Friday, July 03 2009
Many adult children are returning home or not leaving to begin with. It used to be the thinking that when a child reached 18 they were legally and financially independent and should be on their own. Then society realized that 18 was too young so we should ensure children were ready and able to survive independently and most suggested waiting until young adulthood was reached at 21 or 22, college, military, or trade school was finished and the young adult could be on their own.
Now the thinking is emerging that 21 or 22 or maybe even 25 is too young to expect our children to survive on their own without needing assistance or support in an ever increasingly complex social and technical culture. What then should be the age parents should expect their children to be independent where parents can enjoy their children but not feel the need to be their financially or physically for the child's survival?
One way to think about this is to reason backward. If people are living longer, and they are, what is now middle age? When will people retire? Thirty used to seem old, but with the changes in aging the developmental stages are changing as well. Yes, 11 and 12 year olds are becoming physically more mature at younger ages, but the realization is gradually dawning all levels of society that our children are not ready for independence and maturity emotionally, socially, and financially until they reach their 30s. What a shock this is for both the child and the parents. Ninety per cent of adult children are ready to be independent by 30, but for many 30 is the age they need to reach to be independent.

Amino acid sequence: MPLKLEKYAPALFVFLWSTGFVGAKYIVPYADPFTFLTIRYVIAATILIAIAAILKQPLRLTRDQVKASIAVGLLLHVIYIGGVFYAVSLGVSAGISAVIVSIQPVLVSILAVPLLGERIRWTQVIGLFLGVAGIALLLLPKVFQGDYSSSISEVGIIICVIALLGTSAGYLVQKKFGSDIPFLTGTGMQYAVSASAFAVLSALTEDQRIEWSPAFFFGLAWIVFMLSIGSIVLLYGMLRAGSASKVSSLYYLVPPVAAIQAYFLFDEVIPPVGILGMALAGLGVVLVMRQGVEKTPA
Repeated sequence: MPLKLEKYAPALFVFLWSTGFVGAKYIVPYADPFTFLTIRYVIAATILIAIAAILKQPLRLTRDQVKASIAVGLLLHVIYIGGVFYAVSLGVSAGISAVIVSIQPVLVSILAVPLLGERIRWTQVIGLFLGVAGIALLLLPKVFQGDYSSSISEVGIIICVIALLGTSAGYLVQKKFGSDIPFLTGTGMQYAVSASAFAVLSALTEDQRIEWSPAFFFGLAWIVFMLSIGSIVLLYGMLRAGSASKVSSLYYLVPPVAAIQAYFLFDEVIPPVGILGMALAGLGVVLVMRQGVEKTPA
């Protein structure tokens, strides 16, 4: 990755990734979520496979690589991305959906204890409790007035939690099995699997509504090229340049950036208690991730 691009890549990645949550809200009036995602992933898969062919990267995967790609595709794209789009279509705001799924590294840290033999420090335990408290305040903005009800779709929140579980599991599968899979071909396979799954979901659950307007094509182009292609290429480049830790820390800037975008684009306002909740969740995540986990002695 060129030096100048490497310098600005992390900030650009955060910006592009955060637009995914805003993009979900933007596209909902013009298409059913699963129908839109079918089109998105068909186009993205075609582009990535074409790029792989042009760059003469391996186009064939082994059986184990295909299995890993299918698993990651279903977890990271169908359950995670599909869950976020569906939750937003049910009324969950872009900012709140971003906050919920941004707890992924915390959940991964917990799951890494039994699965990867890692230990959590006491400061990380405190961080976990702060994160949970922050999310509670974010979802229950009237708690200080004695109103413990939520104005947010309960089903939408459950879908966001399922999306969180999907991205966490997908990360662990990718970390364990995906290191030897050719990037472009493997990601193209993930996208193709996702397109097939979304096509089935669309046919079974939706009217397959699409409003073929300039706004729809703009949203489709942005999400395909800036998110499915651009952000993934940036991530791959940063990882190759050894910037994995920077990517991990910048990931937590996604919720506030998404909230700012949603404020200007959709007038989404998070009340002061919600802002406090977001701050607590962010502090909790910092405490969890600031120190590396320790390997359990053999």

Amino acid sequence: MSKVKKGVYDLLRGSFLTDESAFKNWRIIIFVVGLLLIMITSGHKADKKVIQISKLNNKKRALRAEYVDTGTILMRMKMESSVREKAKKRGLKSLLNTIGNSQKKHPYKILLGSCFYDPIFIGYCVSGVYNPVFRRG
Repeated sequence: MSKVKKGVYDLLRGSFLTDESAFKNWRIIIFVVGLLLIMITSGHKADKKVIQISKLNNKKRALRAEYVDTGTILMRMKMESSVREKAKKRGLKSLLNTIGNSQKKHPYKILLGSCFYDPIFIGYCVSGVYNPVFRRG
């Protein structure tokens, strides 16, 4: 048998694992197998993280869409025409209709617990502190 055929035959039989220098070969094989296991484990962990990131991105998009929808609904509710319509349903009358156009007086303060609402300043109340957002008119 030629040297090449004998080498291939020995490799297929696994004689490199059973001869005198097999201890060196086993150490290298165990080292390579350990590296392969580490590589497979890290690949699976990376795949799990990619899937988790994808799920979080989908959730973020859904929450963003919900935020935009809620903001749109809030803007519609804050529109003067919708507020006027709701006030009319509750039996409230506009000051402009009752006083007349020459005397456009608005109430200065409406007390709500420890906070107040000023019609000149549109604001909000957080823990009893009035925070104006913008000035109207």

Think of the profound changes this will create in the way we raise our children and their expectations on leaving home as well as the parent's expectations on when the child is ready and able. to leave.
Helping Hearts Heal,